Perfecting Your CV: 

  • Highlight relevant experience. CV templates can sometimes be quite constraining, especially if the grant you are applying for is requesting a specific format. While writing your CV, it is important to ensure that the experiences you choose to highlight, reflect your capabilities as a researcher. It’s a good idea to look through the grant website to see if they have specified what qualities and skills they are looking for in an applicant. From there, you can gauge what experiences you might want to discuss more in depth in your application. 
  • (Rachel Barber) Get involved! Many research-based scholarships consider your previous research contributions, such as publications or conference presentations. If you know you’ll be applying for a scholarship well in advance and already have some research completed, consider submitting an abstract to a conference, or collaborating on a manuscript. Research contributions are great, since they remain on your academic CV forever – this is especially useful if you’re expecting to apply to other scholarships in the future, or if you’re planning on pursuing an academic career.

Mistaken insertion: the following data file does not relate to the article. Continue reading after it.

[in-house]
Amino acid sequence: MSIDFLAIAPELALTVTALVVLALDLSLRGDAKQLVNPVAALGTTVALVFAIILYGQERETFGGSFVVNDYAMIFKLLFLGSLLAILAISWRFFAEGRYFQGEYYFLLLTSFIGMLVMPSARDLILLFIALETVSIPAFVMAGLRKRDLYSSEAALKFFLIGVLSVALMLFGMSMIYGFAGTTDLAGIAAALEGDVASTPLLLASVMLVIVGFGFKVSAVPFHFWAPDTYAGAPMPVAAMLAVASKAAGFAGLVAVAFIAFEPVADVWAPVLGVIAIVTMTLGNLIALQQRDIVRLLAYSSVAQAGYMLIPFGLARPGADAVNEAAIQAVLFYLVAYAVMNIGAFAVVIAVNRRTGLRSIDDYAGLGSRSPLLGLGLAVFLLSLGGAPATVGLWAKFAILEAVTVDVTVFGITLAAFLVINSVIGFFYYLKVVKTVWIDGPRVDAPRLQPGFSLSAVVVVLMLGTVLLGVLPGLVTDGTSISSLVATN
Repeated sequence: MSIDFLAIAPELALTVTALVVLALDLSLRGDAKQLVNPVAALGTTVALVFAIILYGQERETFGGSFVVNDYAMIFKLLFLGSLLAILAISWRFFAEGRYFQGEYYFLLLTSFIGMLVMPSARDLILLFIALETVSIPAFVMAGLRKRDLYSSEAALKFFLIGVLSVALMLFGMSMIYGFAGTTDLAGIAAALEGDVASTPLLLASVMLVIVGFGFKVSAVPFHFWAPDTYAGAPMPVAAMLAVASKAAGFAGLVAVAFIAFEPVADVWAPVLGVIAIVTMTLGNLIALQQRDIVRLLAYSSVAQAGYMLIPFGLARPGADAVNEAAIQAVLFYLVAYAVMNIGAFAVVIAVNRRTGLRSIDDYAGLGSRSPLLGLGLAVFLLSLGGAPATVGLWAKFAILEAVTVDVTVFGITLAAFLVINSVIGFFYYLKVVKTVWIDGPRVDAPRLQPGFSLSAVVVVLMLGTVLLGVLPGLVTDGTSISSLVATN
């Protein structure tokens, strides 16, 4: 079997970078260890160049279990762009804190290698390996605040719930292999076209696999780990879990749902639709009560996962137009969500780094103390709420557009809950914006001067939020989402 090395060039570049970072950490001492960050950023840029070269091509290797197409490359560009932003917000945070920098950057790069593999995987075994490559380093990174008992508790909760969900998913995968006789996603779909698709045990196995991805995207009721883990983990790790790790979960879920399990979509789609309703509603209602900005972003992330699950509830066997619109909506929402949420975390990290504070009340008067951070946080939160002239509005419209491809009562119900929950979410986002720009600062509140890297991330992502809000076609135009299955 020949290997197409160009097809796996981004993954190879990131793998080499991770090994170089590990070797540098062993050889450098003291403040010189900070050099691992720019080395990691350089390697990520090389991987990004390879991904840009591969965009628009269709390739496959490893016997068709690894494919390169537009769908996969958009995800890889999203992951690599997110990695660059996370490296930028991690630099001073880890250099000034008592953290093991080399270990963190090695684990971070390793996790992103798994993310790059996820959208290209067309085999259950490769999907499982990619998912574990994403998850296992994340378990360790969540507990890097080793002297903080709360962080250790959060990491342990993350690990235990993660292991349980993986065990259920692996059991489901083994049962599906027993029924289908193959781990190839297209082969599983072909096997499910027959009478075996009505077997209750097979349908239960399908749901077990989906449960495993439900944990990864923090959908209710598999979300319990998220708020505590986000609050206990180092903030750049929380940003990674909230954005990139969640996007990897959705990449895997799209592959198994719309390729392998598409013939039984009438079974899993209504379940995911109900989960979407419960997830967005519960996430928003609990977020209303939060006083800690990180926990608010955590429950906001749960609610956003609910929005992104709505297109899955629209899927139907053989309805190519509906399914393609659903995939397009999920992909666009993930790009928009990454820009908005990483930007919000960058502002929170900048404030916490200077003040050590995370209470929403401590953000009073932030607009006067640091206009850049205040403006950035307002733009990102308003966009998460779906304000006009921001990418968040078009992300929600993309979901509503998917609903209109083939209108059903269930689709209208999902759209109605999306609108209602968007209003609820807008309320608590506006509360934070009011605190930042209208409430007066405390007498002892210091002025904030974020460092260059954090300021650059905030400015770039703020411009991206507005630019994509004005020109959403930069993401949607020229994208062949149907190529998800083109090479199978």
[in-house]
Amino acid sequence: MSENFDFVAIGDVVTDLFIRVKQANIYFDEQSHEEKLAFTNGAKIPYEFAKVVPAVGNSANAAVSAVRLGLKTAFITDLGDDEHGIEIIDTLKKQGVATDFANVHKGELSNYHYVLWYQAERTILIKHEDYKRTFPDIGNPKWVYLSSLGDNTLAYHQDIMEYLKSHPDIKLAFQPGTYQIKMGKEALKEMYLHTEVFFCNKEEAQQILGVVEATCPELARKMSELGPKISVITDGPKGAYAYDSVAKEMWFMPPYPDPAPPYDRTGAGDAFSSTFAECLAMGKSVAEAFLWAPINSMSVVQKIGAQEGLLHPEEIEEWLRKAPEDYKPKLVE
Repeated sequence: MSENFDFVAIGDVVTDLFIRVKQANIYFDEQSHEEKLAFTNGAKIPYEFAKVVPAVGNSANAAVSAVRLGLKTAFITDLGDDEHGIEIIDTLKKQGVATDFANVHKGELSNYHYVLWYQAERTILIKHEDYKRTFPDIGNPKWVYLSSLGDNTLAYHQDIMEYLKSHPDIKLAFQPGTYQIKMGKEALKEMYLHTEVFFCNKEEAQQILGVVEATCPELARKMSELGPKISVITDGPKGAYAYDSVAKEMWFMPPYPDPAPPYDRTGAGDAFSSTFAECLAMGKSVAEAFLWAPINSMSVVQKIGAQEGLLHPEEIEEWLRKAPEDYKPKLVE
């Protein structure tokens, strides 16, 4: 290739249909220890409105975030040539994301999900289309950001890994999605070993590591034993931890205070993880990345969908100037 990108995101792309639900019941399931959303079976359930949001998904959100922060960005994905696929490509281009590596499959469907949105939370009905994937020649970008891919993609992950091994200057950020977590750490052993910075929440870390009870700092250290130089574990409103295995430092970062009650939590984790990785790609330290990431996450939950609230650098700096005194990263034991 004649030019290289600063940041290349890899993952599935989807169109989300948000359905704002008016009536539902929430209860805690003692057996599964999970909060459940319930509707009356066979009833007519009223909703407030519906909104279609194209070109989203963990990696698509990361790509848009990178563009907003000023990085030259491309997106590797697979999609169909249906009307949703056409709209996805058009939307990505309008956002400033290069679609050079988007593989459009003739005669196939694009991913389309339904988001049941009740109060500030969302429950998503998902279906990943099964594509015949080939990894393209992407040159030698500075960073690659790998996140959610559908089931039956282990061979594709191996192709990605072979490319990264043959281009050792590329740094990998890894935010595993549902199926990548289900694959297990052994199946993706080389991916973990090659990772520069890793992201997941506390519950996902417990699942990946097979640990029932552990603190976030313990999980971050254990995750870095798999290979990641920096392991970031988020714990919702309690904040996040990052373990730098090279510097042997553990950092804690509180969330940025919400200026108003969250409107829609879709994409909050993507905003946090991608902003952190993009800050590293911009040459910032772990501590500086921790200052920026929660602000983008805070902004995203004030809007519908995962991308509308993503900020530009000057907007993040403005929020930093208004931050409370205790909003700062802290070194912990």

Crafting Your Research Proposal: 

  • Think big, be practical. Writing your first research proposal can seem like a daunting task. There are so many possible routes that you could take. A great way to approach this is to think big. Get all of your ideas out, no matter how far-fetched they may seem. Then, sit down, and figure out what would actually be practical given your time and resource constraints. Is your idea feasible to complete within the scholarship timeframe? Do you have access to the people, tools, and skills you would need to undertake this research? 
  • (Rachel Barber) Have your draft reviewed by as many people as possible. In the earlier stages of your draft, consider having it reviewed by your supervisor, previous winners of the scholarship you’re applying to, or other professors, as they can provide useful insight into the structure of your proposal. As you are finalizing your proposal, ask a few people outside of your field of study to review it, such as colleagues, friends or family members. Since selection committee members come from various backgrounds, it is important to ensure the proposal uses terminology that is understandable to those who don’t work or study in your field.